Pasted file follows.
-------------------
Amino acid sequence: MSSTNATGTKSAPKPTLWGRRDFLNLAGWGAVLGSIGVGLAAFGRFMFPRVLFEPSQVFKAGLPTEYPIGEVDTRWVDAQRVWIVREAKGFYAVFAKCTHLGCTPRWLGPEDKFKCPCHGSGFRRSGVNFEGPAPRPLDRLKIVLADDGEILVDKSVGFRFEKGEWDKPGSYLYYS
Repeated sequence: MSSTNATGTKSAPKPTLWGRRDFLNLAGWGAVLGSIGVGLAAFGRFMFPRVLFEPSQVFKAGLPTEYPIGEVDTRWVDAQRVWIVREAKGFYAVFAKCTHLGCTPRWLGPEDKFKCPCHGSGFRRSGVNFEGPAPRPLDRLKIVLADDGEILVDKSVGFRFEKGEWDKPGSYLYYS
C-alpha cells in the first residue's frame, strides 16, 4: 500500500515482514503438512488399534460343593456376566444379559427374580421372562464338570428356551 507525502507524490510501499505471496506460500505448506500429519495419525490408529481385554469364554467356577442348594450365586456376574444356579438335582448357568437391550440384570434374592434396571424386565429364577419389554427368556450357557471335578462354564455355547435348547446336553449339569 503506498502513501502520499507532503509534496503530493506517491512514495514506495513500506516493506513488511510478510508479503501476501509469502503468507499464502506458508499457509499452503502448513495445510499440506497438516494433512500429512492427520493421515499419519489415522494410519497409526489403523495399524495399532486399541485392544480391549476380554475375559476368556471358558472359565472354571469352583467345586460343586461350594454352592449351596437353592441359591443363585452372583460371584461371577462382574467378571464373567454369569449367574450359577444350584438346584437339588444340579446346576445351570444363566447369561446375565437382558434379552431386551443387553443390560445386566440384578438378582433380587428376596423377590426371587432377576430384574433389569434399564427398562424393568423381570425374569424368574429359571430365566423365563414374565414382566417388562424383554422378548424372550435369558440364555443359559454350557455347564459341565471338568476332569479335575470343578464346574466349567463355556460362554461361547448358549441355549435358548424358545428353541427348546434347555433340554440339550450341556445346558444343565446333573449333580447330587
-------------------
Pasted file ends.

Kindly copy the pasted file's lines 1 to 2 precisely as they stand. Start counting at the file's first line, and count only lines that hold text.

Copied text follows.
Amino acid sequence: MSSTNATGTKSAPKPTLWGRRDFLNLAGWGAVLGSIGVGLAAFGRFMFPRVLFEPSQVFKAGLPTEYPIGEVDTRWVDAQRVWIVREAKGFYAVFAKCTHLGCTPRWLGPEDKFKCPCHGSGFRRSGVNFEGPAPRPLDRLKIVLADDGEILVDKSVGFRFEKGEWDKPGSYLYYS
Repeated sequence: MSSTNATGTKSAPKPTLWGRRDFLNLAGWGAVLGSIGVGLAAFGRFMFPRVLFEPSQVFKAGLPTEYPIGEVDTRWVDAQRVWIVREAKGFYAVFAKCTHLGCTPRWLGPEDKFKCPCHGSGFRRSGVNFEGPAPRPLDRLKIVLADDGEILVDKSVGFRFEKGEWDKPGSYLYYS